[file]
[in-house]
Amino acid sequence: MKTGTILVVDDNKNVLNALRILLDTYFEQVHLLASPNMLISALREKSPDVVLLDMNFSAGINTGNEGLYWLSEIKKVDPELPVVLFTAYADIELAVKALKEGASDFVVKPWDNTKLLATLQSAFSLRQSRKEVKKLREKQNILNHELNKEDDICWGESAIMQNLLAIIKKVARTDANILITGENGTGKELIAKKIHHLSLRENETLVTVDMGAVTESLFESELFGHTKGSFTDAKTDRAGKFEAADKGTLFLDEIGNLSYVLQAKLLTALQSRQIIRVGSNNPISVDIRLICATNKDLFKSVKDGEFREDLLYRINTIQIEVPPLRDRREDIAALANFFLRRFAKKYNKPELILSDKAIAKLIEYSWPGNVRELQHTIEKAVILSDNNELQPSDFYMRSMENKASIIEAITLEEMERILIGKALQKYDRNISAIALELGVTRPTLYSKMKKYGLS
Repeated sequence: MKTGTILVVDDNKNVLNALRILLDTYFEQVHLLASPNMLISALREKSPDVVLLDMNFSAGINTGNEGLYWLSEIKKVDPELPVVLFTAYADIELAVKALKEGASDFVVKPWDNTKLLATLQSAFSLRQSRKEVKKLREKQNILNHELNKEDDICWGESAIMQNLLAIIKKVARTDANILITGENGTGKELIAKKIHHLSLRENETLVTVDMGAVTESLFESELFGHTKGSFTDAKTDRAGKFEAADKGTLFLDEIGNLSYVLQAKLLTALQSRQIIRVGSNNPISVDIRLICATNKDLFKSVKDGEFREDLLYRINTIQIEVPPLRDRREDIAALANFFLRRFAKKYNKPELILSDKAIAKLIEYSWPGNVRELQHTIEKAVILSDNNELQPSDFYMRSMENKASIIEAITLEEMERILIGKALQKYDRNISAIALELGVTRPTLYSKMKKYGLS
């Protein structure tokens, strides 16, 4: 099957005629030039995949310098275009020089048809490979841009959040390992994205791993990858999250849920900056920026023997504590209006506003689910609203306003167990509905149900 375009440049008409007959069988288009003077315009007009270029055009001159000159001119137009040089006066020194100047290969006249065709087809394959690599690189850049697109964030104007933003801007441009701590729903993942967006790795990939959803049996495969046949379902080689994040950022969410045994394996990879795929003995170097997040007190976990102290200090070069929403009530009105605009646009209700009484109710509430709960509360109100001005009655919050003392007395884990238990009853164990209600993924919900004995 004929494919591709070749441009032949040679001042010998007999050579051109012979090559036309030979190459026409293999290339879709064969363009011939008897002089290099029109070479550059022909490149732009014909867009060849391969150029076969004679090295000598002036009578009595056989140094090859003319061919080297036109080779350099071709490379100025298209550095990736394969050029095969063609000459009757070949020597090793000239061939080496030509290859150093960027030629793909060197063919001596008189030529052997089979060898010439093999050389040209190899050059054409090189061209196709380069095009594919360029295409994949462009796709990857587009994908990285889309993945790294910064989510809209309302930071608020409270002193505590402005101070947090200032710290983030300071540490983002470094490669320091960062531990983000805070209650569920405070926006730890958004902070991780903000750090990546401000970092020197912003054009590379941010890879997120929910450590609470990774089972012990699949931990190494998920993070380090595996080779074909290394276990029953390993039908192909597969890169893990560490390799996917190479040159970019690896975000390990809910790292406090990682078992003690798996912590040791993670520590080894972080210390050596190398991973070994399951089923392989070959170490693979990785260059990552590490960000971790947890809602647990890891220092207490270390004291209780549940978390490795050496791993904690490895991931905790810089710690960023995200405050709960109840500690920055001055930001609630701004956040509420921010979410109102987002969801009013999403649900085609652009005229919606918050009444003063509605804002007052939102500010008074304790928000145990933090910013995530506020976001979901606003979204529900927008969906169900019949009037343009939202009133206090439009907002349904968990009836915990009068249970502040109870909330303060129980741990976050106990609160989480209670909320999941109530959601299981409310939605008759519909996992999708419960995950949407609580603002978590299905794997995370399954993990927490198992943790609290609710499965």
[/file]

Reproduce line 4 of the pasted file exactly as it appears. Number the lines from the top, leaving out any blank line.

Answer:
């Protein structure tokens, strides 16, 4: 099957005629030039995949310098275009020089048809490979841009959040390992994205791993990858999250849920900056920026023997504590209006506003689910609203306003167990509905149900 375009440049008409007959069988288009003077315009007009270029055009001159000159001119137009040089006066020194100047290969006249065709087809394959690599690189850049697109964030104007933003801007441009701590729903993942967006790795990939959803049996495969046949379902080689994040950022969410045994394996990879795929003995170097997040007190976990102290200090070069929403009530009105605009646009209700009484109710509430709960509360109100001005009655919050003392007395884990238990009853164990209600993924919900004995 004929494919591709070749441009032949040679001042010998007999050579051109012979090559036309030979190459026409293999290339879709064969363009011939008897002089290099029109070479550059022909490149732009014909867009060849391969150029076969004679090295000598002036009578009595056989140094090859003319061919080297036109080779350099071709490379100025298209550095990736394969050029095969063609000459009757070949020597090793000239061939080496030509290859150093960027030629793909060197063919001596008189030529052997089979060898010439093999050389040209190899050059054409090189061209196709380069095009594919360029295409994949462009796709990857587009994908990285889309993945790294910064989510809209309302930071608020409270002193505590402005101070947090200032710290983030300071540490983002470094490669320091960062531990983000805070209650569920405070926006730890958004902070991780903000750090990546401000970092020197912003054009590379941010890879997120929910450590609470990774089972012990699949931990190494998920993070380090595996080779074909290394276990029953390993039908192909597969890169893990560490390799996917190479040159970019690896975000390990809910790292406090990682078992003690798996912590040791993670520590080894972080210390050596190398991973070994399951089923392989070959170490693979990785260059990552590490960000971790947890809602647990890891220092207490270390004291209780549940978390490795050496791993904690490895991931905790810089710690960023995200405050709960109840500690920055001055930001609630701004956040509420921010979410109102987002969801009013999403649900085609652009005229919606918050009444003063509605804002007052939102500010008074304790928000145990933090910013995530506020976001979901606003979204529900927008969906169900019949009037343009939202009133206090439009907002349904968990009836915990009068249970502040109870909330303060129980741990976050106990609160989480209670909320999941109530959601299981409310939605008759519909996992999708419960995950949407609580603002978590299905794997995370399954993990927490198992943790609290609710499965």